Hedge fund king Robert Mercer helped create Donald Trump the politician. And even though his company owes $7 billion in taxes, he may never see jail.
A May 2017 investigation of Mercer by McClatchy’s DC bureau has recently resurfaced following the release of President Trump’s proposed overhaul of the U.S. tax system, and it appears his company is in an intense legal war with the Internal Revenue Service (IRS) that may or may not be ended by President Trump’s appointment of the current IRS chief’s successor later this month. Commissioner John Koskinen’s term is set to expire in November.
Mercer and his daughter Rebekah were the majority owners of prominent hate site Breitbart.com, which was headed by Steve Bannon prior to his ascension to the White House as President Trump’s top strategist (Bannon is back at the helm of Breitbart after being fired earlier this year). Even though Robert Mercer has since sold his stake in Breitbart, but his influence in the rise of both Trumpism and the white supremacist “alt-right” is undeniable.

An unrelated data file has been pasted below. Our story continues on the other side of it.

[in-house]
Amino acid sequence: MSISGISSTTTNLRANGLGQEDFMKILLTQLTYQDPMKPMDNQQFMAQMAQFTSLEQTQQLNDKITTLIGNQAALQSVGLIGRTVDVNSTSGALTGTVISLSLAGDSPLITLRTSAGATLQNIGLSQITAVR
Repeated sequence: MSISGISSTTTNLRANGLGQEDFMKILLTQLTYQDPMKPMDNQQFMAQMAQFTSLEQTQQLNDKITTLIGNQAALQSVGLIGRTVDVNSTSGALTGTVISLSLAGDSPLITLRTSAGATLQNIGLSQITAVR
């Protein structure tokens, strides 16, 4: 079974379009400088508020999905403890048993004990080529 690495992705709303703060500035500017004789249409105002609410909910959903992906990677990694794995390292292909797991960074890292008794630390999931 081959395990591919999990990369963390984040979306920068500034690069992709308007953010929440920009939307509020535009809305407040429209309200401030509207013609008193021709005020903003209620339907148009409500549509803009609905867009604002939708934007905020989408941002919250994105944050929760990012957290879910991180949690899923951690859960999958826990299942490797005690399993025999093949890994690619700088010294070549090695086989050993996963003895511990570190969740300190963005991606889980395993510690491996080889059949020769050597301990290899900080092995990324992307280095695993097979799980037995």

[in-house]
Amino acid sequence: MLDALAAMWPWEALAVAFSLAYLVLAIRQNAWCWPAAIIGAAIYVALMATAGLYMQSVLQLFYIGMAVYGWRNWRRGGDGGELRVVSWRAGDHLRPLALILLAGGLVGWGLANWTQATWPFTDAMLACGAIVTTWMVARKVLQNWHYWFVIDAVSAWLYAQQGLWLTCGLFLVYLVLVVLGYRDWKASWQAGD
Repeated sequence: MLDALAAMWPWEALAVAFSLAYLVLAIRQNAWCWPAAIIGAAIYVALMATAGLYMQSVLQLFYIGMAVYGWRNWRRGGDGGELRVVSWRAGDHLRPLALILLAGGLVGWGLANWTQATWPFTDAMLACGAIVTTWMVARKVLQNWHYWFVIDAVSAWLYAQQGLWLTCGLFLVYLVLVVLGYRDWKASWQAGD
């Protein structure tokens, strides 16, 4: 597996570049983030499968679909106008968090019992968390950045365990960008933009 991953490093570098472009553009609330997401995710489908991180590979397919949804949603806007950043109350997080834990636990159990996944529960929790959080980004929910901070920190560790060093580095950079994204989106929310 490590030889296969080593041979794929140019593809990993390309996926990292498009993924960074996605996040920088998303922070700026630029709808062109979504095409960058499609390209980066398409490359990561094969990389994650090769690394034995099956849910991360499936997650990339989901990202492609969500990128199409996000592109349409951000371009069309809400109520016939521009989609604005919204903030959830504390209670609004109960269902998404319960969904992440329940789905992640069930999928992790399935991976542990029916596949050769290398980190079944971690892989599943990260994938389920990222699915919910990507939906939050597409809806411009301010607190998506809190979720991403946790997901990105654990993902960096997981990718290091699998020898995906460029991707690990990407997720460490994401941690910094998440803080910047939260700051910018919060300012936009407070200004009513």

Mercer’s hedge fund company, Renaissance Technologies LLC, has been fighting with the IRS over payment of $6.8 billion in back taxes. The federal government argues that Renaissance’s “basket options,” in which banks loan money for companies to purchase derivatives to be held in “baskets,” should be taxed as regular income rather than at a preferential rate for investments. According to McClatchy, Renaissance used basket options to cut tax rates on $34 billion in profits, and argues it is in full compliance with the IRS.
While Mercer is inexplicably out of jail despite owing the government billions, five others were not so lucky.
1. Sunceria Morris
In 2014, single mother Sunceria Morris was in debt to the city of South Euclid, Ohio (A suburb of Cleveland) for just $190 for a traffic ticket and associated court costs. However, because Morris only had roughly $1,800 per month to support both herself and her son, and because she feared what might happen at her assigned court date, she didn’t show up.